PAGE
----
A set of urgent financial policy issues, such as sovereign risk and over-the-counter derivatives, has relegated a host of other major policy issues to the level of mere "details" that can be more thoroughly addressed later. Yet the ultimate resolution of these details may be profoundly influenced by decisions being made now. This conference will consider four such details: the future role of the government in mortgage finance, the role of regulated intermediaries in providing maturity transformation, the potential for the new regulations to create a new shadow banking system, and the creation of "systemically responsible" money market funds.
Policy session 1- Shadow Financial System
"Will the Devil Hide in the New Shadow Banking System?"
Many financial reform measures consist of binding regulations, which will increase costs to many financial institutions. Such higher costs often create incentives for regulated and unregulated firms to innovate around the regulation. This session examines answers to what banking activities will be more profitable outside of the banking sector. In other words, what are the new reg arbs? With these activities identified, the panel will discuss where outside the banking sector these activities will be carried out, who will perform them, and ultimately, the social costs associated with these new shadow banking activities.
Policy session 2- Maturity Transformation
"Is Maturity Transformation the Devil's Work?"
The international regulatory responses to the recent financial crisis have included efforts to reduce the risk of "runs" on important institutions. On the one hand, financial institutions are encouraged to lengthen the term of their funding relative to the maturity of their assets and increase their holdings of liquid assets. That alone seems to imply a reduction in maturity transformation. On the other hand, a major supplier of funding—U.S. money market mutual funds—faces new requirements to reduce the maturity of those assets, which seems to imply a further reduction in liquidity transformation. Would maturity transformation be reduced by these initiatives and, if so, what are the repercussions for financial intermediation and ultimately economic growth? How much maturity transformation is too much and are we risking having not enough?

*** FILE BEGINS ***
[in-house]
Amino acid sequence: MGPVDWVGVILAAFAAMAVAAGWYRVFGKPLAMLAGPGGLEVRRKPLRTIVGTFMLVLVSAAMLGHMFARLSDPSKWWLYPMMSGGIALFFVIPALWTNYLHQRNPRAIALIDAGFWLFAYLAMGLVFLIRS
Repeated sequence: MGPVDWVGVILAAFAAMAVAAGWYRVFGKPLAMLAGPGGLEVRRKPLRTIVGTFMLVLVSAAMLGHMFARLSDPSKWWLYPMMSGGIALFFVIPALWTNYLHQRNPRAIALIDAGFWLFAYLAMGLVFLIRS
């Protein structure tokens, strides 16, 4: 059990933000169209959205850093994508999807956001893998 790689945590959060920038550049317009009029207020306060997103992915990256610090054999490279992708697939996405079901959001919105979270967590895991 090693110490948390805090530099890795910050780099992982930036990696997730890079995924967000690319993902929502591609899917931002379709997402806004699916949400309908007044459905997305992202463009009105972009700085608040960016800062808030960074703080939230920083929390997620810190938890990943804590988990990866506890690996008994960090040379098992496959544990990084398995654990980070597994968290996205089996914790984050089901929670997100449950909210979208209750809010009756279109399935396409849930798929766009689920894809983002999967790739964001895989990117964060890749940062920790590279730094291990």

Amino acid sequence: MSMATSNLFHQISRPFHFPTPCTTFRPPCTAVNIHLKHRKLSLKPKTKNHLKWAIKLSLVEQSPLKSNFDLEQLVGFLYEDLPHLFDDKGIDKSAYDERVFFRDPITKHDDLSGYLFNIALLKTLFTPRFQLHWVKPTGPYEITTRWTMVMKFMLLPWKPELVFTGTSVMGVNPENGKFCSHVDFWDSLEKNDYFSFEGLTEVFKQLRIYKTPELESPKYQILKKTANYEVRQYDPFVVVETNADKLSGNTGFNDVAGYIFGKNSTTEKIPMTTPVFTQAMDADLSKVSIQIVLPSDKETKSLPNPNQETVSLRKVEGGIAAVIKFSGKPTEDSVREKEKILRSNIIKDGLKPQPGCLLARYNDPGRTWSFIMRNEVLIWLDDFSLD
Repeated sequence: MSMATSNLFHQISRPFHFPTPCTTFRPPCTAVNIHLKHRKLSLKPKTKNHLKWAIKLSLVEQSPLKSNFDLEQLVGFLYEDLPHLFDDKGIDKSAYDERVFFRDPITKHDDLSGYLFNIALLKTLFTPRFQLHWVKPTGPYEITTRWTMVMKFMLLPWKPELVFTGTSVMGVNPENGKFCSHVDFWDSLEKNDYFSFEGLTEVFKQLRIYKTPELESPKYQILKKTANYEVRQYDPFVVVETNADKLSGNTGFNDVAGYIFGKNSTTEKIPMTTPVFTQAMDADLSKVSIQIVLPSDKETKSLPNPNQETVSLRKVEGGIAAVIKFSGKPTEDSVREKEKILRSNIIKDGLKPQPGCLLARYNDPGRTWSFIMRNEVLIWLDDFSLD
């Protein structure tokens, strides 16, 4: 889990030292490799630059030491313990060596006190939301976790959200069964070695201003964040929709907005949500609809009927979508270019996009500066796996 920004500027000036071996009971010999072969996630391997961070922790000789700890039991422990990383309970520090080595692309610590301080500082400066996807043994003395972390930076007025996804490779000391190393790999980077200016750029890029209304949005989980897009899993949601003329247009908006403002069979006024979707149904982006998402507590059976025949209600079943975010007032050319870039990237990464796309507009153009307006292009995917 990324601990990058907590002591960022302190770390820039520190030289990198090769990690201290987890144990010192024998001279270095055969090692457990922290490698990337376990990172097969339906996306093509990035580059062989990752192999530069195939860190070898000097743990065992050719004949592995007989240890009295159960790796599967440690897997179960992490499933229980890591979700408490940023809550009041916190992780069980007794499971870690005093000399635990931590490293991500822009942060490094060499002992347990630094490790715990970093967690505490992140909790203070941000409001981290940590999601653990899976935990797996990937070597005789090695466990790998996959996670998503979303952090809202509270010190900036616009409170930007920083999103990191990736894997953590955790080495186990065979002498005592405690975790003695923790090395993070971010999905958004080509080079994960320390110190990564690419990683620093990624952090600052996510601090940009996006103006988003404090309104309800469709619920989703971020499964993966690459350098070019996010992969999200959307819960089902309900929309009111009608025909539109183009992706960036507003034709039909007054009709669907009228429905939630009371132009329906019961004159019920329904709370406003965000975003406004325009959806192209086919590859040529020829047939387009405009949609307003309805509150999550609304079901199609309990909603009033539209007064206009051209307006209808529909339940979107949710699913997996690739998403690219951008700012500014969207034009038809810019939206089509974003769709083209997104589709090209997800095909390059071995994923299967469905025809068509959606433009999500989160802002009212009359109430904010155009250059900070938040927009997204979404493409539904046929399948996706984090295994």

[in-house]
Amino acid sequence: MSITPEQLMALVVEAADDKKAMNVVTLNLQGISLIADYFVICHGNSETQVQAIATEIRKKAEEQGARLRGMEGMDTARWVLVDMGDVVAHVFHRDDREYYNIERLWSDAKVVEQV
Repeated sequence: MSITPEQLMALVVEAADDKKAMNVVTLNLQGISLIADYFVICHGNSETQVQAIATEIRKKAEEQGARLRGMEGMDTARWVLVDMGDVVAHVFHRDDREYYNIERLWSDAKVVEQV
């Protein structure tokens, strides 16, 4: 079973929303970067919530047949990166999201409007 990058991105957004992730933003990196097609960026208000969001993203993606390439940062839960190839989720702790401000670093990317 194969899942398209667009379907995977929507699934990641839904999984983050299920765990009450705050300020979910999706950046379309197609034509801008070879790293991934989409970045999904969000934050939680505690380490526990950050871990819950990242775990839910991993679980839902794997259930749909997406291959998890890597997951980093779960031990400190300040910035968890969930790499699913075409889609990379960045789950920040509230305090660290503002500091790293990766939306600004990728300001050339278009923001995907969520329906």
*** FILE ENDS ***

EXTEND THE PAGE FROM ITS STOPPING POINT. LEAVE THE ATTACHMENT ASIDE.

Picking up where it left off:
Policy session 3- Mortgage Finance
"The Devil's in the Tail: Home Mortgage Finance and the U.S. Treasury"
The current U.S. home mortgage system is not sustainable. It is heavily dependent on the housing government-sponsored enterprises, which in turn are completely reliant on support from the U.S. Treasury. This panel will explore the options for reforming mortgage finance, with an emphasis on the feasibility and desirability of competing policy alternatives that seek to address extreme, surprise events (or "tail" events.) Recent options include policies designed to reduce Treasury's exposure to losses due to tail events and compensate Treasury for bearing any remaining risks to policies that seek to eliminate Treasury's risk exposure.
Policy session 4– Money Market Mutual Funds
"Money Market Funds: Past Devils? Reformed into Future Angels?"
The onset of the climax of the financial crisis of 2007–2008 was announced by the run on the money market fund Reserve Primary Fund after Lehman Brothers filed for bankruptcy. Suggested changes to money market funds include ones as dramatic as requiring these mutual funds to have capital and revoking their ability to maintain a stable net asset value. Panelists will discuss the desirability of various changes suggested, and the difficulties of accomplishing them.